# Mechanism to move a platform at a constant velocity

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1. Jun 23, 2015

### graceless9

Hi all,

I'm new here on Physics Forums and can't wait to delve into some juicy topics!

I have a very practical problem that I need help with. I am doing a home project where I want to move a platform on wheels (loaded to a maximum of 70kg) in a 1.5m long straight line across the floor at a constant, and known velocity . There will be some trial and error before I can define exactly the velocity, but I'm guessing it will be around 1km/hr.

So far, I am thinking of attaching the platform to a rope, which can be passed through a roller anchored on the floor to direct the rope to a pulley on the roof which could then be attached to a weight (something like my dodgy diagram!). I'm guessing that the velocity will be somehow determined by the mass of the weight but I'm unsure how to quantify this.

Thanks so much, looking forward to hearing your input!

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2. Jun 23, 2015

### Staff: Mentor

You do not say how precise the constant velocity must be. If it was me, I would look to use a stepper motor controlled by an inexpensive Arundino or Rasberry Pi computer, to achieve a very precise and controllable velocity.

If you want to do it mechanically, then think of how similar your project is to that of a clock. Clocks try to keep the hands moving at constant velocity. You might visit a clock museum to see the large number of mechanical solutions to this problem.

3. Jun 23, 2015

### Hesch

If you want it to be exact ( exact velocity, no follow-error, etc. ), you must use steel wire/band ( not rope ) around some pulley connected to a servo motor. That's how they do it within graphical industry.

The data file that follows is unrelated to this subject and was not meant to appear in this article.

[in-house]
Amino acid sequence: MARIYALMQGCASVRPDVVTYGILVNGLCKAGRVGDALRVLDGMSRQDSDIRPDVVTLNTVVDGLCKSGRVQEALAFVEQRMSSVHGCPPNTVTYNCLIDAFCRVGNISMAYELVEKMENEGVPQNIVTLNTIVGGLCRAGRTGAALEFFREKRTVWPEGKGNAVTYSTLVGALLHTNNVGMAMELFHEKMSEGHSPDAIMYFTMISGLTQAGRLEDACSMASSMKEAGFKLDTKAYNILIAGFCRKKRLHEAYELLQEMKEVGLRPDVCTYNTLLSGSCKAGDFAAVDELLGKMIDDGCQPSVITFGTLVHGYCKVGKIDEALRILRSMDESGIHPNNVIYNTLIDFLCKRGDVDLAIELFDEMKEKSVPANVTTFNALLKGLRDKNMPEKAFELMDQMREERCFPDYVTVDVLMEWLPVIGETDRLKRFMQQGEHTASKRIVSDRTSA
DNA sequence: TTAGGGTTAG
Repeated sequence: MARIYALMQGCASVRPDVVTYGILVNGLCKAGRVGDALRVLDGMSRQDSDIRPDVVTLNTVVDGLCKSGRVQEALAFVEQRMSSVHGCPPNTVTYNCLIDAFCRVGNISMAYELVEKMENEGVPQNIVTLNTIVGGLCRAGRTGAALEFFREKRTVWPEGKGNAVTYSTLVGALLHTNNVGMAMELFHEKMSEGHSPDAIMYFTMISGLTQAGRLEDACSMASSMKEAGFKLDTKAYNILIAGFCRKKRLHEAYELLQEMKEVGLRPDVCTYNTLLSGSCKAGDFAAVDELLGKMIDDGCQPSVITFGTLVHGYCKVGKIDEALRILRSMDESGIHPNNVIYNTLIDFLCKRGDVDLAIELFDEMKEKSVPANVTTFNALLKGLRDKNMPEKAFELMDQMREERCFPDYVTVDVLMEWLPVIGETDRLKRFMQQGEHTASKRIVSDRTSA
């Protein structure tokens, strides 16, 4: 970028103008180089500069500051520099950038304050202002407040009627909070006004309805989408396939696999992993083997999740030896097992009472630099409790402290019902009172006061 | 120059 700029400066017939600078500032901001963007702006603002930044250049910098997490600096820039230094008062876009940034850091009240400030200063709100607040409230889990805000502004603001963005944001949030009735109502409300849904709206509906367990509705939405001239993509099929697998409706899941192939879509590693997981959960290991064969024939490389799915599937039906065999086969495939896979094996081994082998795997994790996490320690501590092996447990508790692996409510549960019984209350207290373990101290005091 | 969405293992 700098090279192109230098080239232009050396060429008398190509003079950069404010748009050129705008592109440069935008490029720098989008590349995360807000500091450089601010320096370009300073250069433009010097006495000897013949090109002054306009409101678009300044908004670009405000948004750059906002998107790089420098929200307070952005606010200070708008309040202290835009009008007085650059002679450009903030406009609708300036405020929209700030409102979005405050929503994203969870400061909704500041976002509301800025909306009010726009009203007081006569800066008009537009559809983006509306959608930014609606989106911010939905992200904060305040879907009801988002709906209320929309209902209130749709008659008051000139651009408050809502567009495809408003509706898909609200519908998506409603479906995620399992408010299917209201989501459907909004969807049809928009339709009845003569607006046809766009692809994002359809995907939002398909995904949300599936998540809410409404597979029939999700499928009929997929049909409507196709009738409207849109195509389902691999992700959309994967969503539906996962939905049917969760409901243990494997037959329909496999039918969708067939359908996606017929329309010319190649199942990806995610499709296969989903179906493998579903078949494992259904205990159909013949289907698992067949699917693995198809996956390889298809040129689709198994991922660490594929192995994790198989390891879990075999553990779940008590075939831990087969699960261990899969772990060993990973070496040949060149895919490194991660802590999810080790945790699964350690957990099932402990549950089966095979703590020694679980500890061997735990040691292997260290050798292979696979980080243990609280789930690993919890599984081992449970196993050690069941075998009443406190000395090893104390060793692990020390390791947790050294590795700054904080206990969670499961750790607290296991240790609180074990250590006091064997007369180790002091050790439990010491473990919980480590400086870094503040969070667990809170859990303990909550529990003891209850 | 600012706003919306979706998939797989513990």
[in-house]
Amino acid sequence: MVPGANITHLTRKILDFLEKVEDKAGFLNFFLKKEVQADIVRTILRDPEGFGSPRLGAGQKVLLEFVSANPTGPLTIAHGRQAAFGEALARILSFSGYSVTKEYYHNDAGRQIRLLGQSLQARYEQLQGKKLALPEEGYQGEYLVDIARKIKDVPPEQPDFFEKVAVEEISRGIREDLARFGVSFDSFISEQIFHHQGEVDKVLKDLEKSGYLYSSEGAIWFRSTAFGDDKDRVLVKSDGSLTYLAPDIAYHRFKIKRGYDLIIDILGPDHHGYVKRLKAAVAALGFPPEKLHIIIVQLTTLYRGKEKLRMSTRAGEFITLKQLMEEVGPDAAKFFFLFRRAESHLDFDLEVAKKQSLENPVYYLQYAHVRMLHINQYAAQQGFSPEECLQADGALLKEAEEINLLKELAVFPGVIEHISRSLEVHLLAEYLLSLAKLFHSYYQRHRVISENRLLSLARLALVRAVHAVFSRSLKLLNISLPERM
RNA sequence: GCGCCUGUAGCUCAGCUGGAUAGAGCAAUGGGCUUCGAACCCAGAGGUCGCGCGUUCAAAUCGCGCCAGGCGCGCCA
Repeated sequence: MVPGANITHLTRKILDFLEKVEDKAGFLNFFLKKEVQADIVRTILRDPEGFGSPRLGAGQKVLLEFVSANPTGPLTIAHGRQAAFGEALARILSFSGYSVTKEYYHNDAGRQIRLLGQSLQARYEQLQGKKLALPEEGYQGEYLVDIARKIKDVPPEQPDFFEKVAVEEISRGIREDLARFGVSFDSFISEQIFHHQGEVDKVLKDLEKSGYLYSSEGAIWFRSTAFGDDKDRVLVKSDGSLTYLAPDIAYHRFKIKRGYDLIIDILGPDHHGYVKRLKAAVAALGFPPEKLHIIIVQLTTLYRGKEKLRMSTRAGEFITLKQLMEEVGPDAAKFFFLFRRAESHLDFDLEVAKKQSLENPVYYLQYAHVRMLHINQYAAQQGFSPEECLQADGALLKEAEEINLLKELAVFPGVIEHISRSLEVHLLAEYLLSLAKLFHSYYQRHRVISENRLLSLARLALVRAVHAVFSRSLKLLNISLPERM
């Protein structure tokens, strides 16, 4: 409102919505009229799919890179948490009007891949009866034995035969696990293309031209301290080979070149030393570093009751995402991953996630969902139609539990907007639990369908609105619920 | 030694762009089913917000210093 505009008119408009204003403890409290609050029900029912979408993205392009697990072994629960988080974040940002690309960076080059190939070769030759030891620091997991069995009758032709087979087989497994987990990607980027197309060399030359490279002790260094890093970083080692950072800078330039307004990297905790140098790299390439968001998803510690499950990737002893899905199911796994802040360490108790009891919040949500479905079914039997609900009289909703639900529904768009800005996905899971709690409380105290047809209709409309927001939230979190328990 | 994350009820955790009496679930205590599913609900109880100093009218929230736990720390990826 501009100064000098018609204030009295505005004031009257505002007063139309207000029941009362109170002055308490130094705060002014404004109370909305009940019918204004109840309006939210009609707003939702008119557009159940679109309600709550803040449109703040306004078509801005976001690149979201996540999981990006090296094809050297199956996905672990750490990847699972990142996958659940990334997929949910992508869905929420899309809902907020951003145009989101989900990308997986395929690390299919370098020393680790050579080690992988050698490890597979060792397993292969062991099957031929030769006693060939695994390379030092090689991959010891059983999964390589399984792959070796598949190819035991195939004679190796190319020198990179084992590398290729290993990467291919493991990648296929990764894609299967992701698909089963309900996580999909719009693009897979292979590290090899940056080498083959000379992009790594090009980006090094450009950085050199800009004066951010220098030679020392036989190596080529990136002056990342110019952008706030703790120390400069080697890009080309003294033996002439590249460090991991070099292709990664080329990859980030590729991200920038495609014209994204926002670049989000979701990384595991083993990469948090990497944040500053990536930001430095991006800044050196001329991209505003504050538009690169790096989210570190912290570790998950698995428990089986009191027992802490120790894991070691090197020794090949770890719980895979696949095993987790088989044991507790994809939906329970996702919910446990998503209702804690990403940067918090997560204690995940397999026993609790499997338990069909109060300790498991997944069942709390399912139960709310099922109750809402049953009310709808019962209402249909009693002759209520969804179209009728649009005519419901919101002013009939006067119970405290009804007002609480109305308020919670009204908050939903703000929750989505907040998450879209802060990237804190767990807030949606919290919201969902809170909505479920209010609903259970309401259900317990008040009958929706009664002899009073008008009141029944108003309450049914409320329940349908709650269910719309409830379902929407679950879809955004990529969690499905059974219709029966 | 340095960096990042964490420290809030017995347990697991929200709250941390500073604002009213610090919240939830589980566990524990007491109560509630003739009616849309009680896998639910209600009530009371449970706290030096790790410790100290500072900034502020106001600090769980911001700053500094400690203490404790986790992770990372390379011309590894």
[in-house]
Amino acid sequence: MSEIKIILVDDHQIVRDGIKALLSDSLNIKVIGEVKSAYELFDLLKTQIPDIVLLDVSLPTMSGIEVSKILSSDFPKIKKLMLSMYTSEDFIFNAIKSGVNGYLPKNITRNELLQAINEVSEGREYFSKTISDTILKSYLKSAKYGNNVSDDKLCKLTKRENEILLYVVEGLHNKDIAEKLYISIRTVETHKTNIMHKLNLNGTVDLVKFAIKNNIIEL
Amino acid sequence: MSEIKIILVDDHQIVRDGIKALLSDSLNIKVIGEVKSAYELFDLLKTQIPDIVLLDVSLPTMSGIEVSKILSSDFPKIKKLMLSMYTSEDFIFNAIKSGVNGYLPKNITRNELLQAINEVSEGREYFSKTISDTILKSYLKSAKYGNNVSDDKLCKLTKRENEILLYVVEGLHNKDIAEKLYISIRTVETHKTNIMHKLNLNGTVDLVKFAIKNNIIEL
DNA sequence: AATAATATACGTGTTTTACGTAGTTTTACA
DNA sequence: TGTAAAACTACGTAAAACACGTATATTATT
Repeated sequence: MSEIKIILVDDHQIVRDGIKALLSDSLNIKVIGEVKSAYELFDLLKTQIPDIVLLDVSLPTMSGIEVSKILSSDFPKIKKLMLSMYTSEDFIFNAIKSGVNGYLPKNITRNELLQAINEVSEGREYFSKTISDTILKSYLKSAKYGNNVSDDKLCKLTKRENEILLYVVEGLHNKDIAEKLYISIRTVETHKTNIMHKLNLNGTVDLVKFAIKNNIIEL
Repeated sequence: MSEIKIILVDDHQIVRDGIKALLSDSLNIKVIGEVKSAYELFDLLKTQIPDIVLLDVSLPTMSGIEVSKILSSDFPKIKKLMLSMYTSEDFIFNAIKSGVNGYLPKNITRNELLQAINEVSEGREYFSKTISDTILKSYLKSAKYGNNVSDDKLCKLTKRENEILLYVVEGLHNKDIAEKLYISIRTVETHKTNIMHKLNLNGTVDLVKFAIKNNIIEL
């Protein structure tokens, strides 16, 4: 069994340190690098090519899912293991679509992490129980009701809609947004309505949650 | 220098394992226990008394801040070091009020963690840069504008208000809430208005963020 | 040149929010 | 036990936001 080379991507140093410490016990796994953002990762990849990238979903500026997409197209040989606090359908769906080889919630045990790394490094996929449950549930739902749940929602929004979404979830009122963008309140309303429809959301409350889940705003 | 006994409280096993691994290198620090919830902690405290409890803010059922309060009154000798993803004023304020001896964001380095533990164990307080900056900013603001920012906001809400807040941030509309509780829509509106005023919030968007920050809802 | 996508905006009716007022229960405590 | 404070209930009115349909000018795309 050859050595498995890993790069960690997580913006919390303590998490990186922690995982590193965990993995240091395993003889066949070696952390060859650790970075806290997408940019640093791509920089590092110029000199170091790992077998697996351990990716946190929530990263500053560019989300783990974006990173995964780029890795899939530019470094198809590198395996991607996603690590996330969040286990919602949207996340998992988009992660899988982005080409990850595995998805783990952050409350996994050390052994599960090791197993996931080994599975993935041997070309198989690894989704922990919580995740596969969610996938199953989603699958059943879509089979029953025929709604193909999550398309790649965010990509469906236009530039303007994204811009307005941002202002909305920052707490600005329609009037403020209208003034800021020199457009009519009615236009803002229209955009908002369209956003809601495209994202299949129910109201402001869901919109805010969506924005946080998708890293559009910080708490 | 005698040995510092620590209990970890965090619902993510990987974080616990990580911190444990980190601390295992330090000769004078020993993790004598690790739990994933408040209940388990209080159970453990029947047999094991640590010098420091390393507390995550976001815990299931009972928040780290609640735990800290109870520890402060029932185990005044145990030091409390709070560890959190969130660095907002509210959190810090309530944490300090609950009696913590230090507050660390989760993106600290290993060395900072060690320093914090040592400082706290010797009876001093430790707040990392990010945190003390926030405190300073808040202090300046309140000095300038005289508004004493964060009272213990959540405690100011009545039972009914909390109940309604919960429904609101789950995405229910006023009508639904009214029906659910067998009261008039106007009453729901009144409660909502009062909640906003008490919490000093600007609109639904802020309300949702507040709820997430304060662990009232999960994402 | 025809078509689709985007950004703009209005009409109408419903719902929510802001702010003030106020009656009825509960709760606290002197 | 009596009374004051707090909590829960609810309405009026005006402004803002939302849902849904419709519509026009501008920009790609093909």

4. Jun 23, 2015

### A.T.

The acceleration will be determined by the masses of the weight and platform. The velocity will not be constant.

5. Jun 23, 2015

### graceless9

Awesome idea with the clock! Although I'm looking for precision within 5% so maybe the motor is the way to go and a lot easier. Excuse my ignorance, this is very new to me, but I've looked up the stepper motor and it seems so small - how would I connect it to drive this fairly large load? Were you suggesting to the wheel axle underneath the platform or connected to a wire (as Hesch suggested) that passes through the pulley?

6. Jun 23, 2015

### Hesch

That's a lot.

I thought you meant within say 0.05%. The accuracy of the rotational speed of a (digital controlled) servo motor depends of the accuracy of its crystal oscillator, which could be within 10 ppm ( parts per million ). So how accurate can you make the diameter of the pulley wheel?

7. Jun 23, 2015

### graceless9

Yep! This is just a rough home project! Not sure about the accuracy of diameter of the pulley wall as yet, my focus at this early stage is just finding a way to move this platform at a reasonably constant rate and have the ability to adjust this rate. What would be the advantage of using a servo motor over a stepper motor?

8. Jun 23, 2015

### Hesch

If a stepper motor is loaded by a heavy mass/big inertia, it could easily loose the synchronization ( it will "fall out" ). Even a synchronous servo motor will never loose synchronization as the digital controller will prevent that. It will just yield its maximum torque when overloaded, and will try to come up in speed.

Furthermore a (synchronous) servo motor is not turning "step by step". It turns completely smooth.

9. Jun 23, 2015

### Staff: Mentor

Hesch is correct in what he says about servo motors, and about wire rope. But a servo motor and controller powerful enough for your project can be quite expensive.

A low cost way, is to find a used sewing machine, and adapt it to your project. The good ones use powerful servo motors and they include built in controllers.

The mechanical way could be fun too. A wire rope, a pulley, a weight, plus an escapement gear and a pendulum would work well, and it would entertain your children and guests.